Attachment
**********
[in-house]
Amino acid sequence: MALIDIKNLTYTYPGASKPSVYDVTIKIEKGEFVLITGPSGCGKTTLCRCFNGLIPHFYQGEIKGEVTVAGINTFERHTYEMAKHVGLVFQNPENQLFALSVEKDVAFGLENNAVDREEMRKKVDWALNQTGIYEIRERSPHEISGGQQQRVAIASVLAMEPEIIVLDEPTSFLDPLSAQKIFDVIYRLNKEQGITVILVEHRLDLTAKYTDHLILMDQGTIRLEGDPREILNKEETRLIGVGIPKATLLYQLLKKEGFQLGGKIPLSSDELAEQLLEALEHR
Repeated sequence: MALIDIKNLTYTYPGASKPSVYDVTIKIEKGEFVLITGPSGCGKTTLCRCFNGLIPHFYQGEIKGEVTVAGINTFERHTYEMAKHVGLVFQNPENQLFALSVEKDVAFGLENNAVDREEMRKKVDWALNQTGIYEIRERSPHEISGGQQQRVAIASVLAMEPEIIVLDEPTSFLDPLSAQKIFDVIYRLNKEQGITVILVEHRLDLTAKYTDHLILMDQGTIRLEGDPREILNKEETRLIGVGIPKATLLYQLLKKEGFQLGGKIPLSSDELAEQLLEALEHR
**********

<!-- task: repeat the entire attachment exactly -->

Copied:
[in-house]
Amino acid sequence: MALIDIKNLTYTYPGASKPSVYDVTIKIEKGEFVLITGPSGCGKTTLCRCFNGLIPHFYQGEIKGEVTVAGINTFERHTYEMAKHVGLVFQNPENQLFALSVEKDVAFGLENNAVDREEMRKKVDWALNQTGIYEIRERSPHEISGGQQQRVAIASVLAMEPEIIVLDEPTSFLDPLSAQKIFDVIYRLNKEQGITVILVEHRLDLTAKYTDHLILMDQGTIRLEGDPREILNKEETRLIGVGIPKATLLYQLLKKEGFQLGGKIPLSSDELAEQLLEALEHR
Repeated sequence: MALIDIKNLTYTYPGASKPSVYDVTIKIEKGEFVLITGPSGCGKTTLCRCFNGLIPHFYQGEIKGEVTVAGINTFERHTYEMAKHVGLVFQNPENQLFALSVEKDVAFGLENNAVDREEMRKKVDWALNQTGIYEIRERSPHEISGGQQQRVAIASVLAMEPEIIVLDEPTSFLDPLSAQKIFDVIYRLNKEQGITVILVEHRLDLTAKYTDHLILMDQGTIRLEGDPREILNKEETRLIGVGIPKATLLYQLLKKEGFQLGGKIPLSSDELAEQLLEALEHR